Marc is back to work on the road – while he’s been working for a few months now from home, now he’s back in the car. I’m cautiously, hopefully, and perhaps foolishly ignoring that he’s going into people’s houses daily, multiple people’s houses, and putting all my confidence in PPE and assiduous use of sanitizer and masks.

Jessie has given up all hope of a normal senior year. Originally, there was talk of some kids going back in November, and her grade/group was slated to go back at the end of January. Now the November date has been pushed back to January, which maybe pushes her back to March – and given that AP exams are at the end of April… she’s probably just going to be home for the year. I’m hoping for some sort of graduation for her.

Sam is dealing with a LOT of stomach issues. Dry heaving, throwing up all the time, and there’s no explanation. Sam suggested that it might be the allergy shots, because the throwing up got worse after we started immunotherapy – but Sam wants to continue with them, because he wants to not have allergies anymore. His allergist essentially told me I was crazy, people don’t throw up from environmental allergies. But we can’t find anything else.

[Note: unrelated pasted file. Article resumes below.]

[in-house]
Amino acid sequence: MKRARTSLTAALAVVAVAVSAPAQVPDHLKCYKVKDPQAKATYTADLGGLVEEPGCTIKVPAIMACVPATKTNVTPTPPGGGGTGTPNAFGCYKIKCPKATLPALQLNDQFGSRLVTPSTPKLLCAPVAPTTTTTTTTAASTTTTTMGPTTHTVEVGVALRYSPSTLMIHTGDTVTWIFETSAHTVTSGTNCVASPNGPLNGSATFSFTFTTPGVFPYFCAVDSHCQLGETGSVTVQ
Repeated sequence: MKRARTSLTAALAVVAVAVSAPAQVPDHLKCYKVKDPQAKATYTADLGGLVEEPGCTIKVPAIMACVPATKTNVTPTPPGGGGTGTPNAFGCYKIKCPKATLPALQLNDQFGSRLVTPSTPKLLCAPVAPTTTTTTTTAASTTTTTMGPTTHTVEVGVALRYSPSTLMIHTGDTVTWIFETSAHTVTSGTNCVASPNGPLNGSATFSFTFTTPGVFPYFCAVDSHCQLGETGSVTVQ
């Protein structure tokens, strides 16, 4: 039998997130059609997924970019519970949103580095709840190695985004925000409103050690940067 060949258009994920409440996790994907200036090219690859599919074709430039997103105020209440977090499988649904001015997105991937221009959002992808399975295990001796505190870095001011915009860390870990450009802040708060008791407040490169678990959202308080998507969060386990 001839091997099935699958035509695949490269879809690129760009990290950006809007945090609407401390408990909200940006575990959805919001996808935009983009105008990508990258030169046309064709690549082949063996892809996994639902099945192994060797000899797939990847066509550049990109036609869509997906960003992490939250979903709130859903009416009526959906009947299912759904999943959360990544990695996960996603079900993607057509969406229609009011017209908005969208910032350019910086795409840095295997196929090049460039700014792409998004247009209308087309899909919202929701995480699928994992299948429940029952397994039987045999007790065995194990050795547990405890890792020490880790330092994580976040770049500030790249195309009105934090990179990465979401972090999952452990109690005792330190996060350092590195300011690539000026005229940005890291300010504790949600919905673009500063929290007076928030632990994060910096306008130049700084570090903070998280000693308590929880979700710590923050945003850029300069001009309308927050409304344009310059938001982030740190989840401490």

My Julianna is bopping around the house. Homeschooling is going really well – we’re on the third or fourth curriculum, but it’s been hard to figure out the right one. I think we’re in a good routine – she’s doing an interactive notebook for science and history, and workbooks for ELA and math. I use a lot of videos and make her read a lot. And I’m also pushing reading. All the reading.

We’re on hold with the house hunting. As we’ve been for years now. First it was that we didn’t have enough credit. Then it was that we had not enough income. Then it was that we should get even more credit, and then we had enough income – then Marc got furloughed. And then it was wait until he’s back to work, and back up to where he was pre-covid. And now it’s that we can’t count any of the unemployment income, so we have to wait. Again.

I’ve lost all hope.

But I JUST found out that Julianna got into TECCA, which delights me. She’ll start second semester, which means that she’ll be able to transition back to in person school without a hitch once school goes back. Which it has to, at some point, right?